d’bi.young anitafrika

This past Sunday, I had the pleasure of facilitating d’bi.young anitafrika’s poetry book launch of Dubbin Poetry: the collected poems of d’bi.young anitafrika (Spolrusie, 2019) at the South African Book Fair. As I welcomed everyone to the space, introduced the audience to her and joined them in applause, she took her heels off. She began to sing and walk among the audience. She moved effortlessly between song and poetry and even monologue. She looked deeply into each person’s eyes and held their gaze. She drew laughter and tears and a deep silence that held us all enchanted. She was a wonder to witness.

The past weeks have been particularly horrible in South Africa and, if you are a woman in this country, then it has been this way for a whole lifetime. Here, the murder and rape of women and girls is a casual and everyday occurrence. We live in the country where the South African Police Service (SAPS) will allow violent mobs of men to loot and commit arson almost everyday as shown in the recent wave of afrophobic unrest yet, teargas and assault women who are protesting for their human right to live. This is just the norm here. So, when d.bi was reciting a poem about love, and mentioned Uyinene’s fatal visit to the South African Post Office to collect a parcel, I broke down and the tears would not stop coming. I had successfully managed to hold myself together that weekend but the gross inhumanity of South African life really shook me up once more. But what is remarkable is that I have been angry and and cynical about our situation but d’bi’s words allowed in a glimmer of hope. I cried but I felt hope that love is indeed the revolution and it doesn’t ask us for anything too grand. It just asks that we love and hold each other through this; that we offer simple gifts of kind words and deeds. It’s hard but small acts of goodness can hold and begin to heal us through this. Continue reading “d’bi.young anitafrika”

This Way I Salute You, Professor Kgositsile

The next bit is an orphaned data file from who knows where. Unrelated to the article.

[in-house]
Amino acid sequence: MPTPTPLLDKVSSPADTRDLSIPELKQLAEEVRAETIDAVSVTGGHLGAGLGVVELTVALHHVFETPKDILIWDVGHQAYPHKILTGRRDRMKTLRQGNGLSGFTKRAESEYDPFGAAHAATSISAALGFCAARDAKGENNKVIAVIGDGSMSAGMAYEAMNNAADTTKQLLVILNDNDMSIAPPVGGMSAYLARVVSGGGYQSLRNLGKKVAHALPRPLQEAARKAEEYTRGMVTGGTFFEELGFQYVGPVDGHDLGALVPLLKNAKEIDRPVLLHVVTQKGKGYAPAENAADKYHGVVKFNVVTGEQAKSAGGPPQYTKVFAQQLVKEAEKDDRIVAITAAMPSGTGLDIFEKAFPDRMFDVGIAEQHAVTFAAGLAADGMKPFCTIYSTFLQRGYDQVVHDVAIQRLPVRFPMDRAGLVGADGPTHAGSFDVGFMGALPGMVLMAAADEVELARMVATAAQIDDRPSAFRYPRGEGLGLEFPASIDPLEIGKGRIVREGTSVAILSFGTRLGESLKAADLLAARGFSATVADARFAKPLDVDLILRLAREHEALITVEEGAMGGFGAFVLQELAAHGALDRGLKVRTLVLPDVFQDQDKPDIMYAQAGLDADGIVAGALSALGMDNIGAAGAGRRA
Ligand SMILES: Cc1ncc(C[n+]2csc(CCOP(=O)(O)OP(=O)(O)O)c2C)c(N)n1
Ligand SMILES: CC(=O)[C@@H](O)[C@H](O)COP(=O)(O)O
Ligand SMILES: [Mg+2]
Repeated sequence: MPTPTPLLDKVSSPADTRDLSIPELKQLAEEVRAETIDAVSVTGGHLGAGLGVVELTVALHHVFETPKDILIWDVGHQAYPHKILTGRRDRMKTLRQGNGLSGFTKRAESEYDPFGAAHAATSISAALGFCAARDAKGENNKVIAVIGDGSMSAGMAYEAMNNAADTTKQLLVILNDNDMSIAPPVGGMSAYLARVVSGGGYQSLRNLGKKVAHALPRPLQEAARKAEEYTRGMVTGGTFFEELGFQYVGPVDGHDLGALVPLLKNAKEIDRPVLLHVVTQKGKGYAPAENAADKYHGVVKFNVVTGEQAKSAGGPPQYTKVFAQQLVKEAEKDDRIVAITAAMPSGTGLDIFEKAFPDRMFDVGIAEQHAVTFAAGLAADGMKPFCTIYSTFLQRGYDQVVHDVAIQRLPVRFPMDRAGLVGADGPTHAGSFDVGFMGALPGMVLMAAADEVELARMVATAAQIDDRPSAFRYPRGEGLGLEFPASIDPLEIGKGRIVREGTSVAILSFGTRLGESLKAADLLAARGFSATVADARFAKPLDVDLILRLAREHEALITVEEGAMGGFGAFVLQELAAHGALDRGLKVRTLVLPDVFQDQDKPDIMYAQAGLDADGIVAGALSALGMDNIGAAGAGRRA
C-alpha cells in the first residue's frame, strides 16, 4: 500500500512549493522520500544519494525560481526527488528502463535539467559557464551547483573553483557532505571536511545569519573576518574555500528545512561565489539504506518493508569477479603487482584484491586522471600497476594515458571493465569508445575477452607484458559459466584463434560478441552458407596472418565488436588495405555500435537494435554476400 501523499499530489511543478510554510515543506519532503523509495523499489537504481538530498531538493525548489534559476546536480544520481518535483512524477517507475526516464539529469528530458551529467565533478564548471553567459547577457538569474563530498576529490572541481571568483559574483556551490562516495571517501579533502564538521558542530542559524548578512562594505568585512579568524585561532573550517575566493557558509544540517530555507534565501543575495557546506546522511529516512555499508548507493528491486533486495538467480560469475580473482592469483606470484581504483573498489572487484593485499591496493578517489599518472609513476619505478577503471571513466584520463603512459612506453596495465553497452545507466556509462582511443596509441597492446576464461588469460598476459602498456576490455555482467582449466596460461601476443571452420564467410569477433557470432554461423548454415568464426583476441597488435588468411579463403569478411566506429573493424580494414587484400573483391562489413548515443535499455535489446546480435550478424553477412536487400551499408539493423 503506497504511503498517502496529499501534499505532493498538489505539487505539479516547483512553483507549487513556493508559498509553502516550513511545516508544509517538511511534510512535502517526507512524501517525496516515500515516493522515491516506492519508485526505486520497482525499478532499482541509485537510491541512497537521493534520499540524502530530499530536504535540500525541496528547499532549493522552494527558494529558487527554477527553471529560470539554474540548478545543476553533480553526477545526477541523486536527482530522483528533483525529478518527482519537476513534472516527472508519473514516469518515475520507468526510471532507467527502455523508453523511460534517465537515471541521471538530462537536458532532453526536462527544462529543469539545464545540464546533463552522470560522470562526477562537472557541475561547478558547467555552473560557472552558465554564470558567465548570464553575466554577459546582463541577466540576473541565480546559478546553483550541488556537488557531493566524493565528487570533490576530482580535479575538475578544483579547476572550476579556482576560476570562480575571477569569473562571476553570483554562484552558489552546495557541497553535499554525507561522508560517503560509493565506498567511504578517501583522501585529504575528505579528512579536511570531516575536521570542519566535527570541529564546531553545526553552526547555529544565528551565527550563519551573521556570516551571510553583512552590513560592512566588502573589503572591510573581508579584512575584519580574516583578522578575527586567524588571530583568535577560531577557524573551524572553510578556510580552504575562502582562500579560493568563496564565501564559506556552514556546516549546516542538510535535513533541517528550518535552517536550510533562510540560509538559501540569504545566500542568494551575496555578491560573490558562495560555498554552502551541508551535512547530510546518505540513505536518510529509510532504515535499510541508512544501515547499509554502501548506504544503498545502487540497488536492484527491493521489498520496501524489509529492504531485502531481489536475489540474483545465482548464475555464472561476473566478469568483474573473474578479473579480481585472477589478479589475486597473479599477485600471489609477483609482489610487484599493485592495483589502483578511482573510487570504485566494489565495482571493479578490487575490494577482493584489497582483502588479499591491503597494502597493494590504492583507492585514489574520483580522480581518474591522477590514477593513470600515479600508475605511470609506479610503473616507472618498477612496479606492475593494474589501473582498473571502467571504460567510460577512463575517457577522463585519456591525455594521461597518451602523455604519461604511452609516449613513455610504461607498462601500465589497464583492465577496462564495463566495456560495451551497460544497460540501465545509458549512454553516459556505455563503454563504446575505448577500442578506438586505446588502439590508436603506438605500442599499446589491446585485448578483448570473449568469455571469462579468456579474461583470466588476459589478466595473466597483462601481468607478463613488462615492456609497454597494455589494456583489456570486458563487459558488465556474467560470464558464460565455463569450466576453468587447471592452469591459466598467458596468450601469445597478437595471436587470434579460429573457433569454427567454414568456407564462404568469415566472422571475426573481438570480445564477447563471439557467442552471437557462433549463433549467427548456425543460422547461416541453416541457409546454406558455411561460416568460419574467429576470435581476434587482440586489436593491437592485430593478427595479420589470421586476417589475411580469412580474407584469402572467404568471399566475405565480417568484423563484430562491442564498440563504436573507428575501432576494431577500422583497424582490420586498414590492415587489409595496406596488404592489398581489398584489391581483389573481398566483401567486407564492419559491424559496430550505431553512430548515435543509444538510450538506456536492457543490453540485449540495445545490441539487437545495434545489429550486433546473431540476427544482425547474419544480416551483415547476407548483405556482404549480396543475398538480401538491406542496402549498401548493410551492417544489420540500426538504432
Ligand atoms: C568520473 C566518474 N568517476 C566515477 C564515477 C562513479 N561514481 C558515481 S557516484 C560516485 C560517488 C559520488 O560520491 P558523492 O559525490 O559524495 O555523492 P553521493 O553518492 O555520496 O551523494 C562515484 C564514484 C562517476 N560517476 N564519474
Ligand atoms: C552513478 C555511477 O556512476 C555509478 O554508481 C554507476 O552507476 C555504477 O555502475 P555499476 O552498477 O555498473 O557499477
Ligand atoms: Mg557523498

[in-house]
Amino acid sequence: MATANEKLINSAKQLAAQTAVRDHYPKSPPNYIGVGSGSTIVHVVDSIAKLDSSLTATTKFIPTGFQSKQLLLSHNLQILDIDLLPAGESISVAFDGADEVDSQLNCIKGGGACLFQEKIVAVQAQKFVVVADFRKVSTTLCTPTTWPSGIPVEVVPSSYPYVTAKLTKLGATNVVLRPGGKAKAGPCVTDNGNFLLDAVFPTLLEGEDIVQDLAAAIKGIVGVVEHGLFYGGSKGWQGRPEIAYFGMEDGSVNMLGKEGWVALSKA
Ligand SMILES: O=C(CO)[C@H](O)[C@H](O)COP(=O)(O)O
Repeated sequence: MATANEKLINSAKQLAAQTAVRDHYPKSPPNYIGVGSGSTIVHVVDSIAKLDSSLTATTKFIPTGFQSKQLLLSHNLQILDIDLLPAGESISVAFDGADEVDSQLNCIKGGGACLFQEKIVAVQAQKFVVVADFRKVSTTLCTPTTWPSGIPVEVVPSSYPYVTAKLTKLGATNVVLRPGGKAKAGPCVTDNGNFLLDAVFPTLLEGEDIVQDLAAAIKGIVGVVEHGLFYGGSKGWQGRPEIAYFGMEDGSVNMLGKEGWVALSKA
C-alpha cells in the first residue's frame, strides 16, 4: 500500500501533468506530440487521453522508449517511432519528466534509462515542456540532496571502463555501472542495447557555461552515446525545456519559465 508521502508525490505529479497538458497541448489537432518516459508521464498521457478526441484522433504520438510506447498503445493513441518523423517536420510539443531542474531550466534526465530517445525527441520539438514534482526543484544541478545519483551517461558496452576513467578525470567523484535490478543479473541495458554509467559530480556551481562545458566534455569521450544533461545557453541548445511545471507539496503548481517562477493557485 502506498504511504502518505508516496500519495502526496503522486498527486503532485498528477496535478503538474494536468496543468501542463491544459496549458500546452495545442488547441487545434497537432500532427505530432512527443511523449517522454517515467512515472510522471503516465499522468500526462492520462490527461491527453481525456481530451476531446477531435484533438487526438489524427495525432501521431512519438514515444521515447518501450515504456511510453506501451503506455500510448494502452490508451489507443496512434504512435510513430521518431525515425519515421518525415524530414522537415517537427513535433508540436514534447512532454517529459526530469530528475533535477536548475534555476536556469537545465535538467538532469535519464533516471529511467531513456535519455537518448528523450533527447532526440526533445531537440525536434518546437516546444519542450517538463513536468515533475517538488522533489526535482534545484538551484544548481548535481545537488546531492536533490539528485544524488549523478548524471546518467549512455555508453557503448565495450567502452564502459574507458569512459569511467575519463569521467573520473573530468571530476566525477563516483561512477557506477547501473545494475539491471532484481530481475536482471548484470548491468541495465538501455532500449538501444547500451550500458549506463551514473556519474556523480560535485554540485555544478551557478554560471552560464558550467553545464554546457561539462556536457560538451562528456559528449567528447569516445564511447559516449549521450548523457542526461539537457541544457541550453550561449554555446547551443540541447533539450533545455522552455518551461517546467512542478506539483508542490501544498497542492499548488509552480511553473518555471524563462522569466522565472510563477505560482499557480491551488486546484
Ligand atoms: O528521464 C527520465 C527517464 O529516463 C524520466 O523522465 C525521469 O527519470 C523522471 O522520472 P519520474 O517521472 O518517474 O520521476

“Bra Willie is and will remain a teacher, a mentor, a friend, a hero, a challenger, an inspiration, a brother, a light that does not flicker, and a fellow soldier. We’ve admired his persistent battle against white supremacy and human exploitation large and small. We’ve been transformed by him and his work and by the struggle he carried out, on the page, in the streets and in the corridors of power. We are all Bra Willie’s people.” – Prof. Stefan Rubelin

Him, the walking library of Setswana lore, Jazz music, African nationalist politics and the emancipatory poetics of struggle spanning spirits and continents. Him, whom we can thank personally for influencing the very birth of this Hip Hop* that the world so loves. Him, the great intellectual with a ready smile and a life full of words that weaved struggles into tapestries of hope. We are so profoundly privileged to have known him and to be here in the world of words that he has made. We, the poets. We, the writers. We, the thinkers.

I bought my copy of This Way I Salute You at the Polokwane Literary Festival in 2012, where I shared a stage with Prof. Kgositsile. The book is full of poetic odes to his creative peers across the fields of music and poetry. Every time I read it, I am touched that he felt it necessary to go beyond documenting the times, as artists must do, and chose to pay homage to both the living and the departed. At his memorial service at the Market Theatre, I had the honour of also bidding him farewell through poetry. I read the poem “For Ilva Mackay and Mongane”, with ntate Mongane Wally Serote in the audience. In the words of Kanye West, Prof. Kgositsile gave his people flowers while they could still smell ’em.